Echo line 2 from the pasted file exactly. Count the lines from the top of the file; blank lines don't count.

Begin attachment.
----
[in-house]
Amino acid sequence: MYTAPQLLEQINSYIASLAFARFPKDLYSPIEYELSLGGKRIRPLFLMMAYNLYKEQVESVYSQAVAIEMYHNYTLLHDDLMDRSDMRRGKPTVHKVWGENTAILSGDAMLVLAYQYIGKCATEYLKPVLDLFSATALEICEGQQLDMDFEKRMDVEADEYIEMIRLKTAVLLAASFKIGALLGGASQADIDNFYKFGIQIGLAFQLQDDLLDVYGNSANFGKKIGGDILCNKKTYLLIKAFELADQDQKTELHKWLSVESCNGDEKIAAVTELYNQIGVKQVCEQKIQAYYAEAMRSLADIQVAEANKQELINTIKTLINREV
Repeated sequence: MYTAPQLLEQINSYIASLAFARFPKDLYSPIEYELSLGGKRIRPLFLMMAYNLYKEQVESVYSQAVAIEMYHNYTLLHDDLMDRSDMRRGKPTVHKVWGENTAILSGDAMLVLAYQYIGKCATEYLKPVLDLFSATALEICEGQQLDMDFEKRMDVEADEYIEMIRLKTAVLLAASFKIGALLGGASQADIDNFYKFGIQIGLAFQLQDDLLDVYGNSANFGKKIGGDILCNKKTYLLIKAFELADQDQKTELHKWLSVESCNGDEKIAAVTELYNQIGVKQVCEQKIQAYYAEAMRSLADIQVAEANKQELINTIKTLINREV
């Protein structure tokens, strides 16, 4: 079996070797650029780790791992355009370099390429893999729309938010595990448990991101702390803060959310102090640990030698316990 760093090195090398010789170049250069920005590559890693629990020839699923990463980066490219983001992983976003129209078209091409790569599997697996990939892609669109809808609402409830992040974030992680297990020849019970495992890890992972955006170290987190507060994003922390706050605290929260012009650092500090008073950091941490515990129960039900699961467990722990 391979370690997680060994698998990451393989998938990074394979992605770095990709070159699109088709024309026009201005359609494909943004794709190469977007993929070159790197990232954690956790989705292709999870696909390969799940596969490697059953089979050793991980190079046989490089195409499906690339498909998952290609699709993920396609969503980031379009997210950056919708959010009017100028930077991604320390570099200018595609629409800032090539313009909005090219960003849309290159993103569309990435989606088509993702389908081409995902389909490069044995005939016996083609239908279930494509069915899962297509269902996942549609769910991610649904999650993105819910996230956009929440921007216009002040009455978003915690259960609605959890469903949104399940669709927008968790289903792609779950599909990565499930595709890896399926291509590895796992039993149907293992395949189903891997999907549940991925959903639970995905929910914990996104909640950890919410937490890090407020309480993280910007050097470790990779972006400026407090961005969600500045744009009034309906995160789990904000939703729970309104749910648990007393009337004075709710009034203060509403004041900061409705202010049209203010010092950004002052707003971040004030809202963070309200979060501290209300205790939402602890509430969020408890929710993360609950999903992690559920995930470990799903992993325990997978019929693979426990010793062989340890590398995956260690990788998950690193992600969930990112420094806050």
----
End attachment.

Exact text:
Amino acid sequence: MYTAPQLLEQINSYIASLAFARFPKDLYSPIEYELSLGGKRIRPLFLMMAYNLYKEQVESVYSQAVAIEMYHNYTLLHDDLMDRSDMRRGKPTVHKVWGENTAILSGDAMLVLAYQYIGKCATEYLKPVLDLFSATALEICEGQQLDMDFEKRMDVEADEYIEMIRLKTAVLLAASFKIGALLGGASQADIDNFYKFGIQIGLAFQLQDDLLDVYGNSANFGKKIGGDILCNKKTYLLIKAFELADQDQKTELHKWLSVESCNGDEKIAAVTELYNQIGVKQVCEQKIQAYYAEAMRSLADIQVAEANKQELINTIKTLINREV